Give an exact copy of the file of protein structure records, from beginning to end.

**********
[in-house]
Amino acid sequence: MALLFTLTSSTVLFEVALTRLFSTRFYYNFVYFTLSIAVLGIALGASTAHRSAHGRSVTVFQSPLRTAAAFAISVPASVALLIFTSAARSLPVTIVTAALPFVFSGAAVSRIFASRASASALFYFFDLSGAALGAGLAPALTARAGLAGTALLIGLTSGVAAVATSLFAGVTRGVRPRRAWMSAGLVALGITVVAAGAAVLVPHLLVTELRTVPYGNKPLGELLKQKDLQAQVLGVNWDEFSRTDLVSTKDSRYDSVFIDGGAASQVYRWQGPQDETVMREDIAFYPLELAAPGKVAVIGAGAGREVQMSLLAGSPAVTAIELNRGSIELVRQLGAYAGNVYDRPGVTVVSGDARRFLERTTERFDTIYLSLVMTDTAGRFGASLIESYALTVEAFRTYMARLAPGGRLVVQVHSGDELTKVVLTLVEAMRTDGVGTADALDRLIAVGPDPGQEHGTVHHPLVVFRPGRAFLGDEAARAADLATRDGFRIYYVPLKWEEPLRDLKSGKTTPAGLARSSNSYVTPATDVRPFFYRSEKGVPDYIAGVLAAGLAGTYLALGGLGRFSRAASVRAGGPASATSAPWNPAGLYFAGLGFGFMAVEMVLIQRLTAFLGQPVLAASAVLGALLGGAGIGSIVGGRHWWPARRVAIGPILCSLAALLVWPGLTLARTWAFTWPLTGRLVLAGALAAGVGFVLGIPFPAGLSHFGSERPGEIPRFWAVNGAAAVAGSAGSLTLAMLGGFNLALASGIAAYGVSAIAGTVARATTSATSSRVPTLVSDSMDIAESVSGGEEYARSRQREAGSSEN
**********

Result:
[in-house]
Amino acid sequence: MALLFTLTSSTVLFEVALTRLFSTRFYYNFVYFTLSIAVLGIALGASTAHRSAHGRSVTVFQSPLRTAAAFAISVPASVALLIFTSAARSLPVTIVTAALPFVFSGAAVSRIFASRASASALFYFFDLSGAALGAGLAPALTARAGLAGTALLIGLTSGVAAVATSLFAGVTRGVRPRRAWMSAGLVALGITVVAAGAAVLVPHLLVTELRTVPYGNKPLGELLKQKDLQAQVLGVNWDEFSRTDLVSTKDSRYDSVFIDGGAASQVYRWQGPQDETVMREDIAFYPLELAAPGKVAVIGAGAGREVQMSLLAGSPAVTAIELNRGSIELVRQLGAYAGNVYDRPGVTVVSGDARRFLERTTERFDTIYLSLVMTDTAGRFGASLIESYALTVEAFRTYMARLAPGGRLVVQVHSGDELTKVVLTLVEAMRTDGVGTADALDRLIAVGPDPGQEHGTVHHPLVVFRPGRAFLGDEAARAADLATRDGFRIYYVPLKWEEPLRDLKSGKTTPAGLARSSNSYVTPATDVRPFFYRSEKGVPDYIAGVLAAGLAGTYLALGGLGRFSRAASVRAGGPASATSAPWNPAGLYFAGLGFGFMAVEMVLIQRLTAFLGQPVLAASAVLGALLGGAGIGSIVGGRHWWPARRVAIGPILCSLAALLVWPGLTLARTWAFTWPLTGRLVLAGALAAGVGFVLGIPFPAGLSHFGSERPGEIPRFWAVNGAAAVAGSAGSLTLAMLGGFNLALASGIAAYGVSAIAGTVARATTSATSSRVPTLVSDSMDIAESVSGGEEYARSRQREAGSSEN